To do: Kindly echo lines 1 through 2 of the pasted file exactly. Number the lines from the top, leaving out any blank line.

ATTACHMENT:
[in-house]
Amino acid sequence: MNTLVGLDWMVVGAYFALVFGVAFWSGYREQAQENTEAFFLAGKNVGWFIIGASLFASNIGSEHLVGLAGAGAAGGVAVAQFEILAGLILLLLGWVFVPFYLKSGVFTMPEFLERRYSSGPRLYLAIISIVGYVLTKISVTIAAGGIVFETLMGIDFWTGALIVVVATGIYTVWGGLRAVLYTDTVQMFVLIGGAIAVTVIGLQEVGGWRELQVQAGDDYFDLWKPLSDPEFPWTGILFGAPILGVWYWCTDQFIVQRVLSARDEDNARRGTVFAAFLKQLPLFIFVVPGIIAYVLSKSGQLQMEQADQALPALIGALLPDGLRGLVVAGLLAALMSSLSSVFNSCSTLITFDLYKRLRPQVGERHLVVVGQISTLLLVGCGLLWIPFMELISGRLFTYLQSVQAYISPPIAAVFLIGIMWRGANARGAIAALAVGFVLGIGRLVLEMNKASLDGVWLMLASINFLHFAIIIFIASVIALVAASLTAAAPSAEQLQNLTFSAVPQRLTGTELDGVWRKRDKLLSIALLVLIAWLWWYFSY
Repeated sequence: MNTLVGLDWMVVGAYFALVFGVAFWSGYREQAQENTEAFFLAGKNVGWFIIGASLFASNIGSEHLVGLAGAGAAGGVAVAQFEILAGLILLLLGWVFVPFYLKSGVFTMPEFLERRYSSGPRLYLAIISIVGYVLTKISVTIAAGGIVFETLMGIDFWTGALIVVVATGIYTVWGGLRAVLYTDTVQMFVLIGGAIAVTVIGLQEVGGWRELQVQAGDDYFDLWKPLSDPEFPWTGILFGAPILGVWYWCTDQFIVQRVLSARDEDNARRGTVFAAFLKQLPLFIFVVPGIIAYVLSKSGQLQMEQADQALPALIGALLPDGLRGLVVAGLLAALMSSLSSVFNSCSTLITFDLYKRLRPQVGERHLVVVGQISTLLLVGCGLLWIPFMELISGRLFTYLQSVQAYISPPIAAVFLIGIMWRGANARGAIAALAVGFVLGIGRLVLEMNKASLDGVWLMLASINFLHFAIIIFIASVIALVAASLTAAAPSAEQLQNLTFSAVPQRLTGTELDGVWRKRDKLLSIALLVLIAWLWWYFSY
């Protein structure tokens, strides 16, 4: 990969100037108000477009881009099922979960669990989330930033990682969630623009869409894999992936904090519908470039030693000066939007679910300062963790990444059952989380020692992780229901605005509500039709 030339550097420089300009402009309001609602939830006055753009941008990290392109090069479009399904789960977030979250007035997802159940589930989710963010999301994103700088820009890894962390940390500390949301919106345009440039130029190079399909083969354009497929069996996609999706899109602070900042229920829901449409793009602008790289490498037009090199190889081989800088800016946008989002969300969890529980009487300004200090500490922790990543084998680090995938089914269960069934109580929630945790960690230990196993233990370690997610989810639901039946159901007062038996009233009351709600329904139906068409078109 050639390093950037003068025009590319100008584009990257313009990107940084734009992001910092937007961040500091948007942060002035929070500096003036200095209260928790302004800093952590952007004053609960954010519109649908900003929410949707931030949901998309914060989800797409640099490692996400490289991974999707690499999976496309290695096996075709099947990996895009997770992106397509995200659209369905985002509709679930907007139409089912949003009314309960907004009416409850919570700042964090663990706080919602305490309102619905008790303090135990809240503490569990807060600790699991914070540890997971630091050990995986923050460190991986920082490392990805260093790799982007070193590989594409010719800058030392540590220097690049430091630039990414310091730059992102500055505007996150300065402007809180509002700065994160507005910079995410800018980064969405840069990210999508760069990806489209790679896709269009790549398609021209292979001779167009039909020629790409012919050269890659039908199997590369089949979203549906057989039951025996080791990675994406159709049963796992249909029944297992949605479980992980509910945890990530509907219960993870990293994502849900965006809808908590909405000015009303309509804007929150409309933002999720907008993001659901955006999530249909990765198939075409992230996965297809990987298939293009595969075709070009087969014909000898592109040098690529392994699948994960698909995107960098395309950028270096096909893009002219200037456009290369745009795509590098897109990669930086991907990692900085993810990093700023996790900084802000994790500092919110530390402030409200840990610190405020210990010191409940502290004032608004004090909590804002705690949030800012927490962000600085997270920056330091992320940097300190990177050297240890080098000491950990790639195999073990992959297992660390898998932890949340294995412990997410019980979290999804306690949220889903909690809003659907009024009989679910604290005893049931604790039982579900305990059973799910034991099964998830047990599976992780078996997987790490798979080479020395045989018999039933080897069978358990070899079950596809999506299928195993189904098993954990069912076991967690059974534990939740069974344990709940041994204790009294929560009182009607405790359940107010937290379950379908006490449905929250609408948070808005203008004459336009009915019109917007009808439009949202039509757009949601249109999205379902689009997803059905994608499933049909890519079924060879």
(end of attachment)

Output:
[in-house]
Amino acid sequence: MNTLVGLDWMVVGAYFALVFGVAFWSGYREQAQENTEAFFLAGKNVGWFIIGASLFASNIGSEHLVGLAGAGAAGGVAVAQFEILAGLILLLLGWVFVPFYLKSGVFTMPEFLERRYSSGPRLYLAIISIVGYVLTKISVTIAAGGIVFETLMGIDFWTGALIVVVATGIYTVWGGLRAVLYTDTVQMFVLIGGAIAVTVIGLQEVGGWRELQVQAGDDYFDLWKPLSDPEFPWTGILFGAPILGVWYWCTDQFIVQRVLSARDEDNARRGTVFAAFLKQLPLFIFVVPGIIAYVLSKSGQLQMEQADQALPALIGALLPDGLRGLVVAGLLAALMSSLSSVFNSCSTLITFDLYKRLRPQVGERHLVVVGQISTLLLVGCGLLWIPFMELISGRLFTYLQSVQAYISPPIAAVFLIGIMWRGANARGAIAALAVGFVLGIGRLVLEMNKASLDGVWLMLASINFLHFAIIIFIASVIALVAASLTAAAPSAEQLQNLTFSAVPQRLTGTELDGVWRKRDKLLSIALLVLIAWLWWYFSY